Related to William and Kate? Trace Your Royal Roots

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Genealogy experts expect William and Kate's wedding will boost marriage rates in Britain, as was the case in 1947 with Queen Elizabeth and Prince Philip. Nuptials jumped 35 percent that year.

"Analysis of historic marriage records reveals that today isn't the first time royal wedding fever has gripped the nation, with regal nuptials influencing marriage rates throughout the 20th century," said Harman.

The four other biggest spikes in matrimony occurred in 1973 with the wedding of Princess Anne to Mark Philips (34 percent); King Edward VIII and Wallis Simpson in 1937 (20 percent); Prince Rainier and Grace Kelly in 1956 (18 percent) and Prince Charles and Diana Spencer in 1981 (18 percent).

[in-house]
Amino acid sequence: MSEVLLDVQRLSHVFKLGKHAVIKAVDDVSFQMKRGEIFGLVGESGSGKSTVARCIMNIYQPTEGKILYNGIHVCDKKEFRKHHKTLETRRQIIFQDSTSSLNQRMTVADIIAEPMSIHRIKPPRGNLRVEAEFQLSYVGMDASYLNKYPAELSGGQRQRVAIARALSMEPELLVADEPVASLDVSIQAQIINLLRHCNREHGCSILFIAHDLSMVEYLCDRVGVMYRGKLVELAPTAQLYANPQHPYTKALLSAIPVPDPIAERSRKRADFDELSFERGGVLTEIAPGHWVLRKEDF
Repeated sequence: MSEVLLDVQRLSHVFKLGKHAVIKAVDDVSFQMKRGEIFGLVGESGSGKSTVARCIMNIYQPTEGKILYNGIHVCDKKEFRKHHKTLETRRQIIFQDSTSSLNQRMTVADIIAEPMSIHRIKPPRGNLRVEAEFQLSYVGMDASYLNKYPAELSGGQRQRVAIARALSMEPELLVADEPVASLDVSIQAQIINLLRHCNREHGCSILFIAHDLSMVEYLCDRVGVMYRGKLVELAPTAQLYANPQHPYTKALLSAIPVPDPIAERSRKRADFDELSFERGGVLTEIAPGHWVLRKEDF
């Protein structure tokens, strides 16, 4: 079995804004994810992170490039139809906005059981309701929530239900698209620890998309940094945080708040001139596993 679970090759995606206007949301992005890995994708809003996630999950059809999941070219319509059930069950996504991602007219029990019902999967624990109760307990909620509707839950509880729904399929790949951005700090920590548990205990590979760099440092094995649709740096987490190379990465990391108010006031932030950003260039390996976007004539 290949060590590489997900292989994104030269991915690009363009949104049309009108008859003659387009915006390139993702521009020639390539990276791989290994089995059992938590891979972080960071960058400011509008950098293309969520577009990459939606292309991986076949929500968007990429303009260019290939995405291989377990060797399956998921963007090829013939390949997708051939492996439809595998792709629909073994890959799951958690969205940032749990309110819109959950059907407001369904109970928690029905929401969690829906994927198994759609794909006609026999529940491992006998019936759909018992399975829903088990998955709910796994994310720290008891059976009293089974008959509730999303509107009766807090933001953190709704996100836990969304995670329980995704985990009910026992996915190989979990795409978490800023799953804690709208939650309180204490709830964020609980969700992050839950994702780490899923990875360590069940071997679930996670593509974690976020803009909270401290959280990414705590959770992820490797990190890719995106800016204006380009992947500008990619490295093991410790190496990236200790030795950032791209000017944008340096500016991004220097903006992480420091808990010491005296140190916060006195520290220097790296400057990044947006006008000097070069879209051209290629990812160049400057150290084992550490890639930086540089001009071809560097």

Here's some tips for searching your royal roots:

Cross-reference surnames in your family tree with those found in Burke's Commoners and Landed Gentry of Great Britain.

Also, seek out relatives who may have been wealthy and look for towns where family may have emigrated from or had land. Seek out titles as listed in the census.

If your family is Norman -- the French from Normandy who invaded Britain in the mid-1000s under William the Conqueror -- you most likely had royal connections.

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